The network administration profession is growing. The U.S. Bureau of Labor Statistics (BLS) expects a 28 percent growth in job opportunities for network administrators by 2020, which is faster than average for all jobs in the United States.

Network administrators are also fairly comfortable financially. According to the BLS, the median income for network administrators was $69,160 per year in 2010. However, the jobs and the salaries go to administrators who can master their concepts and effectively manage large systems. If you’re interested in a job as a network administrator, you need to know your stuff.

In order to have a successful career as a network administrator, you need to master the following important concepts and tools:

1. IP Addresses and Other Identifying Numbers.

ip address identificationYou will need to keep a running log of IP addresses, which are four-digit numbers used to identify each Internet-connected computer in your office. You’ll use IP addresses when diagnosing problems, particularly conflicts in which two or more devices attempt to claim the same IP. This type of problem is almost inevitable in a large office. Network administrators often avoid it by using a technique called IP subnetting, in which groups of IP addresses are essentially banded together under one parent address.
Network administrators also need to know and understand the function of MAC addresses, which are identifiers assigned to Ethernet cards and devices. You’ll need to know default gateway addresses, which identify your local router. A huge part of a network administrator’s job is knowing and using these identifying numbers to diagnose and fix problems or to add new computers and servers to existing networks.

2. DNS Reverse Lookups.

reverse DNS lookup diagram Domain Name Server reverse lookups are also an essential part of the job. No matter how complex network tools get, administrators will always need to know how to look up DNS information and interpret it accurately. A DNS lookup can give you some of the identifiers listed above, so it’s one of your best tools.
You’ll use DNS lookups when troubleshooting problems, setting up user email, limiting incoming spam and authenticating incoming communication. A network administrator without DNS lookup is like a mechanic without a wrench.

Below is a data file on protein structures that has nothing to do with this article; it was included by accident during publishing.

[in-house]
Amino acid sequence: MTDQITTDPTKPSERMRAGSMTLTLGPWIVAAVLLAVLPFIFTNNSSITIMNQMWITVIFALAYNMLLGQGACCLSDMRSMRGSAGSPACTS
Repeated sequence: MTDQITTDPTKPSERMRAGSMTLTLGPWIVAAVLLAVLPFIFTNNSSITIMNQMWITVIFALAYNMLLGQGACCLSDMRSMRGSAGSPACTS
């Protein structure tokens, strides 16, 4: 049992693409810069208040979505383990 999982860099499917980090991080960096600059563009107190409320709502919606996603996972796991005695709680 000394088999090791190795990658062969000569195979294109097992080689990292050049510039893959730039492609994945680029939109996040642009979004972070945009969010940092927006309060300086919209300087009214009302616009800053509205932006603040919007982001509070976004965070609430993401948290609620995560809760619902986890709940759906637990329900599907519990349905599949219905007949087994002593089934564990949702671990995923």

3. Firewalls.

firewall diagramFirewalls keep intruders and malicious software from accessing a system when used correctly. Unfortunately, some network administrators do not know how to effectively manage the settings of these programs to stay protected.
Network administrators should also understand how to diagnose firewall-related errors and how to make essential changes to software settings if a firewall is preventing a company’s employees from handling their day-to-day business. Fortunately, network-level firewalls are usually fairly easy to use.

4. LAN, WAN and NAT.

Every computer network is either a Local Area Network (LAN) or a Wide Area Network (WAN). If you work at a company with a fairly large network, you will likely work with both. Remember that LAN is local.Modern networks use private IP addresses, which are translated to public IPs via network address translation (NAT). Capable network administrators fully understand all three of these concepts and can use them to organize effective large-scale networks.

5. Operating Systems.

You need different tools and knowledge to run networks on different operating systems. Network administrators may need to work with UNIX servers, for example, which have different but similar commands for setting up TCP/IP connections, FTP servers and other essentials.
Ideally, network administrators should understand the basic features and commands of Linux, UNIX, Windows and Mac OS servers. Versatile administrators will have a much easier time running complex systems that incorporate multiple operating systems.

6. The cloud is coming.

cloud computing With the growing popularity of cloud-based virtual servers from companies like Amazon and Microsoft, network administrators’ job descriptions are changing significantly. Virtual servers are just that—virtual—and businesses that use them don’t need large physical servers for their websites or payment systems.
However, this doesn’t mean that the network administrator is off the hook. If you’re serious about working in the industry, you’ll need some familiarity with cloud technology, especially if you work at a smaller business that doesn’t have a dedicated server administrator.
Network administrators need to pay attention to new trends in technology. They need to adapt regularly and come up with creative solutions to challenges on-the-job. With that being said, it’s great career for tech-minded people who enjoy building, organizing and fixing big networks. It’s also a high-paying job with a constantly changing set of responsibilities, and for the tech-minded, there are few careers as challenging and rewarding.
Are you interested in network administration? What concepts do you expect to use on a daily basis? Share your thoughts in the comments section below.

Network administrators need to pay attention to new trends in technology. They need to adapt regularly and come up with creative solutions to challenges on-the-job. With that being said, it’s great career for tech-minded people who enjoy building, organizing and fixing big networks. It’s also a high-paying job with a constantly changing set of responsibilities, and for the tech-minded, there are few careers as challenging and rewarding.

Are you interested in network administration? What concepts do you expect to use on a daily basis? Share your thoughts in the comments section below.